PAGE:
It has a graphic novel feel to it. Jughead is my favorite character. The actor is doing a great job...emoting. And I love Skeet Ullrich as Jug's dad "FP". Molly Ringwald, who plays Archie's mom, looks weird. Has she done botox or plastic surgery? Her face is oddly stiff and lop-sided. It's admittedly odd to see her as a Mom, but then it is also odd to see Luke Perry (who played Buffy's high school boyfriend Pike in the Buffy movie) as a Dad, and Ringwald's hubby.

I like the tone of the series and find it captivating enough to stick with.

*Still Star-Crossed

Well, I'm not sure it's very good, but it is definitely intriguing. (Reminds me a bit of Reign actually in quality - so more a CW series than an ABC series...). But it is intriguing enough to hold my interest at any rate. It focuses on the twenty-somethings in the cast. But I like Grant Bowler's turn as Montague. Head, I'm on the fence about at the moment. The casting is the most diverse and colorblind that I've ever seen. They have interracial couples all over the place and aren't blinking an eye. Romeo is black, with a white father, white cousin, and in love with white Juliet, who has black cousins. It's startling because a mere ten years ago, such a thing was...well rarely done.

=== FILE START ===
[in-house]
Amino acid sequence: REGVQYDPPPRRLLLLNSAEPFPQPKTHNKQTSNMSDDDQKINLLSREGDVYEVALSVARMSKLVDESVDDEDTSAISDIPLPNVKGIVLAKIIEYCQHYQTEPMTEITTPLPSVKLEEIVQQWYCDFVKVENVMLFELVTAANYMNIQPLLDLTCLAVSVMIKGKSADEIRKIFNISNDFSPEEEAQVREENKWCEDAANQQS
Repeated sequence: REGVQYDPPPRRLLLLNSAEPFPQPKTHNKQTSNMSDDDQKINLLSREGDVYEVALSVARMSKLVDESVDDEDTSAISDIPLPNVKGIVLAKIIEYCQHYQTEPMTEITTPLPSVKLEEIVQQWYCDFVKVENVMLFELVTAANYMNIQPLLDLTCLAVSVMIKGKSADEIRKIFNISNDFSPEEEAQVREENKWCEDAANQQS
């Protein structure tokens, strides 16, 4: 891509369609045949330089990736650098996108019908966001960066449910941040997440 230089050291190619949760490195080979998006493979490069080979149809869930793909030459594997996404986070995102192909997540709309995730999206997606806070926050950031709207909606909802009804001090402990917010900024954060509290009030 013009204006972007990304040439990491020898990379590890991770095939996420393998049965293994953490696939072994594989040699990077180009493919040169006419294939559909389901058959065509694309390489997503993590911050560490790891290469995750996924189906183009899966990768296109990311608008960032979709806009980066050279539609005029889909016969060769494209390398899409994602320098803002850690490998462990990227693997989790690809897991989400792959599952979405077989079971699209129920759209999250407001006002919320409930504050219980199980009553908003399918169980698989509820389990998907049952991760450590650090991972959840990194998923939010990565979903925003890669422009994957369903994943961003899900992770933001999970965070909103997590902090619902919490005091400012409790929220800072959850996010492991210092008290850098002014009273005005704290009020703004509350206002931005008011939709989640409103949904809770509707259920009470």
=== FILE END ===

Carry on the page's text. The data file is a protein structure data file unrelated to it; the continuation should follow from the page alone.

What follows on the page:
Don't get me wrong, I love it. But it surprised me a little. Time was, the networks would have prohibited it. And this is on a major network - ABC.

The first episode pretty much retells the Rome and Juliet storyline, except from Benvolo (Romeo's confidante) and Rosalind's (Juliet's confident) perspectives.

And it changes a few things from the Shakespearean version which I found intriguing.

spoilers )

The only drawback? It feels like a CW teen show. Not that this is a huge problem. But ...I wish it focused more on the older characters.

* Nashville